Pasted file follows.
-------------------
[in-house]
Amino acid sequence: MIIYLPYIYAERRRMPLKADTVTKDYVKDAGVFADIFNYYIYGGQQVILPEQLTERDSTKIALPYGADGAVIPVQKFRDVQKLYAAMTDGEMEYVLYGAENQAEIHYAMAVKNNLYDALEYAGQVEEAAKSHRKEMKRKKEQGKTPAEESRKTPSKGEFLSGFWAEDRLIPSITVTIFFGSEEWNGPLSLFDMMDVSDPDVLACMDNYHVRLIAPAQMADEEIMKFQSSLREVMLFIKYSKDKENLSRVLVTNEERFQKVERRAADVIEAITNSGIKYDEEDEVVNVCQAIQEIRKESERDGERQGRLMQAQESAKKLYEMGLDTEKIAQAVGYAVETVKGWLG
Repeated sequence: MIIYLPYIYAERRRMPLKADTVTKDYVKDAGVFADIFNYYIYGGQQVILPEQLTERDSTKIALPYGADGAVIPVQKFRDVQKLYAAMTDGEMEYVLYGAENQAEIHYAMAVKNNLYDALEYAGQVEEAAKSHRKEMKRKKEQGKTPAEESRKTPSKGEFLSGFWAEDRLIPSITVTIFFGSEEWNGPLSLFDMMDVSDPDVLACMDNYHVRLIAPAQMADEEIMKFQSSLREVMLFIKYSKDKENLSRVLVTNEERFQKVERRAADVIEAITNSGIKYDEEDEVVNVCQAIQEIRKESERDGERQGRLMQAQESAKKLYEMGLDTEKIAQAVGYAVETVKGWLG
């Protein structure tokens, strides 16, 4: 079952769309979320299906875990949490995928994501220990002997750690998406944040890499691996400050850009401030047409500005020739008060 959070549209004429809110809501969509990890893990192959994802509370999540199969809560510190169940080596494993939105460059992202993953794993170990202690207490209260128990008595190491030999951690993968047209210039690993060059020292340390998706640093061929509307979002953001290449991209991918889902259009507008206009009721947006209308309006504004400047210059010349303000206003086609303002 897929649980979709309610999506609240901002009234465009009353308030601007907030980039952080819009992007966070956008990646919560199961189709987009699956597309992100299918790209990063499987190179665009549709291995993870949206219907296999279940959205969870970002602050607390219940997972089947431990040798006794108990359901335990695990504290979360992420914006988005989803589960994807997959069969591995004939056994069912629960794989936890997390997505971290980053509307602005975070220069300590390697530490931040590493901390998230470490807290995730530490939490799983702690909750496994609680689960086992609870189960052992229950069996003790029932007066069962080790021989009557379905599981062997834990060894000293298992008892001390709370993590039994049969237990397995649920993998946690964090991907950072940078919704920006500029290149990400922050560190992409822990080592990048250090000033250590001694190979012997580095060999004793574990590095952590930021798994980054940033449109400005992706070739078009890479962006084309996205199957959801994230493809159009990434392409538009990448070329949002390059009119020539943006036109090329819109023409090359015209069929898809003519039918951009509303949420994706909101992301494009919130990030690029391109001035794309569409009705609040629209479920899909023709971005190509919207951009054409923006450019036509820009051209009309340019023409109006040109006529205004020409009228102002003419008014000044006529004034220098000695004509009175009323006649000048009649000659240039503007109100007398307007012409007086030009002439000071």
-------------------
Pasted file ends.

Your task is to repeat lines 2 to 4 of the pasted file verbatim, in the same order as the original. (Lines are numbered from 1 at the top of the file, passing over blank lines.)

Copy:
Amino acid sequence: MIIYLPYIYAERRRMPLKADTVTKDYVKDAGVFADIFNYYIYGGQQVILPEQLTERDSTKIALPYGADGAVIPVQKFRDVQKLYAAMTDGEMEYVLYGAENQAEIHYAMAVKNNLYDALEYAGQVEEAAKSHRKEMKRKKEQGKTPAEESRKTPSKGEFLSGFWAEDRLIPSITVTIFFGSEEWNGPLSLFDMMDVSDPDVLACMDNYHVRLIAPAQMADEEIMKFQSSLREVMLFIKYSKDKENLSRVLVTNEERFQKVERRAADVIEAITNSGIKYDEEDEVVNVCQAIQEIRKESERDGERQGRLMQAQESAKKLYEMGLDTEKIAQAVGYAVETVKGWLG
Repeated sequence: MIIYLPYIYAERRRMPLKADTVTKDYVKDAGVFADIFNYYIYGGQQVILPEQLTERDSTKIALPYGADGAVIPVQKFRDVQKLYAAMTDGEMEYVLYGAENQAEIHYAMAVKNNLYDALEYAGQVEEAAKSHRKEMKRKKEQGKTPAEESRKTPSKGEFLSGFWAEDRLIPSITVTIFFGSEEWNGPLSLFDMMDVSDPDVLACMDNYHVRLIAPAQMADEEIMKFQSSLREVMLFIKYSKDKENLSRVLVTNEERFQKVERRAADVIEAITNSGIKYDEEDEVVNVCQAIQEIRKESERDGERQGRLMQAQESAKKLYEMGLDTEKIAQAVGYAVETVKGWLG
């Protein structure tokens, strides 16, 4: 079952769309979320299906875990949490995928994501220990002997750690998406944040890499691996400050850009401030047409500005020739008060 959070549209004429809110809501969509990890893990192959994802509370999540199969809560510190169940080596494993939105460059992202993953794993170990202690207490209260128990008595190491030999951690993968047209210039690993060059020292340390998706640093061929509307979002953001290449991209991918889902259009507008206009009721947006209308309006504004400047210059010349303000206003086609303002 897929649980979709309610999506609240901002009234465009009353308030601007907030980039952080819009992007966070956008990646919560199961189709987009699956597309992100299918790209990063499987190179665009549709291995993870949206219907296999279940959205969870970002602050607390219940997972089947431990040798006794108990359901335990695990504290979360992420914006988005989803589960994807997959069969591995004939056994069912629960794989936890997390997505971290980053509307602005975070220069300590390697530490931040590493901390998230470490807290995730530490939490799983702690909750496994609680689960086992609870189960052992229950069996003790029932007066069962080790021989009557379905599981062997834990060894000293298992008892001390709370993590039994049969237990397995649920993998946690964090991907950072940078919704920006500029290149990400922050560190992409822990080592990048250090000033250590001694190979012997580095060999004793574990590095952590930021798994980054940033449109400005992706070739078009890479962006084309996205199957959801994230493809159009990434392409538009990448070329949002390059009119020539943006036109090329819109023409090359015209069929898809003519039918951009509303949420994706909101992301494009919130990030690029391109001035794309569409009705609040629209479920899909023709971005190509919207951009054409923006450019036509820009051209009309340019023409109006040109006529205004020409009228102002003419008014000044006529004034220098000695004509009175009323006649000048009649000659240039503007109100007398307007012409007086030009002439000071």